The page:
- Associated Press - Friday, April 22, 2016

SAN DIEGO (AP) - The Latest on Homeland Security Secretary Jeh Johnson’s rejection of a color-coded system to measure border security. All times local:

1 p.m.

The chairman of the Senate Homeland Security and Governmental Affairs Committee is criticizing a now-derailed effort to use a system of reds, yellows and greens to measure border security.

Ron Johnson said Friday that a consultant’s report that cost the Department of Homeland Security $90,000 addresses a question for which the answer is known. He says measuring border security is complex and requires sophisticated and consistent metrics - not colors.

The Wisconsin Republican says a bill he has introduced would include measurements that help the government decide how to spend money on border security.


3 a.m.

Homeland Security Secretary Jeh Johnson rejected a color-coded scheme to measure border security after hiring a consultant that dismissed the idea as simplistic and misleading.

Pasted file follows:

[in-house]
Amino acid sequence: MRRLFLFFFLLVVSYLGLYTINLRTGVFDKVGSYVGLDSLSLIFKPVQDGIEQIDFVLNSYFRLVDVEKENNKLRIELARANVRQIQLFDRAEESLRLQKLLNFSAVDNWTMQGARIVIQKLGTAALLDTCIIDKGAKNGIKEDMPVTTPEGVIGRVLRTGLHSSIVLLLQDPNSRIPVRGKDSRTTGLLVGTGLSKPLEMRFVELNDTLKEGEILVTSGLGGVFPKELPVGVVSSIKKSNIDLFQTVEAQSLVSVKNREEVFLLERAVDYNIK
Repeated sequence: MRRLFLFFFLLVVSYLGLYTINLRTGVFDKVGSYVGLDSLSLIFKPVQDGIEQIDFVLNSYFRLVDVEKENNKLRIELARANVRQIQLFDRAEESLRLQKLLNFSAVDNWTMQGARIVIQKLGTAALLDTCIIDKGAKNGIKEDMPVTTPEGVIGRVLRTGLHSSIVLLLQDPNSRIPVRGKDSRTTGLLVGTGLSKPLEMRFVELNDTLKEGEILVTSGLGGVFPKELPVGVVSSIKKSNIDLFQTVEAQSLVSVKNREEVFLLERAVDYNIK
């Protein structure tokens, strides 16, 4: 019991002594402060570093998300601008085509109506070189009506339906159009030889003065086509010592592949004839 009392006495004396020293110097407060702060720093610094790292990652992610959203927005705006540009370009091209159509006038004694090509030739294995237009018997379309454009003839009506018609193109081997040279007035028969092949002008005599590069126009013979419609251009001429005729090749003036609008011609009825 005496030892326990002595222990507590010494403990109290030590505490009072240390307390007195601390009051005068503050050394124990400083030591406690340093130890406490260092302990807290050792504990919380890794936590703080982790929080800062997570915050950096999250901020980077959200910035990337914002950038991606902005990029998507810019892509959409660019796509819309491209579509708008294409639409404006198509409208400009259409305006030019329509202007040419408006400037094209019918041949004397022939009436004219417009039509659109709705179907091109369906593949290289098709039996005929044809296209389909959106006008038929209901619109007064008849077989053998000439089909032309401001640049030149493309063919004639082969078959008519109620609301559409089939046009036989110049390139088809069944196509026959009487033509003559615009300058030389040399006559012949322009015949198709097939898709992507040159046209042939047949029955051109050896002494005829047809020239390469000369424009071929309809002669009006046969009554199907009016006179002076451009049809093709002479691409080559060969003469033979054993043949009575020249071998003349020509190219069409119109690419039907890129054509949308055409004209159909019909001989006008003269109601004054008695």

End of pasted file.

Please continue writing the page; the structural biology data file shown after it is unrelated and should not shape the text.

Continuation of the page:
The proposed index came after a color-coded system to measure terror threats was dropped in 2011 amid widespread confusion and ridicule.

Agency staff proposed the system of reds, yellows and greens in 2014. The Institute for Defense Analyses says in a 53-page report obtained by The Associated Press that Homeland Security should avoid repeating mistakes.

The proposal was never made public, nor was the consultant’s report. Asked about its status, agency spokeswoman Gillian Christensen says there are no plans for a color index to measure border security.

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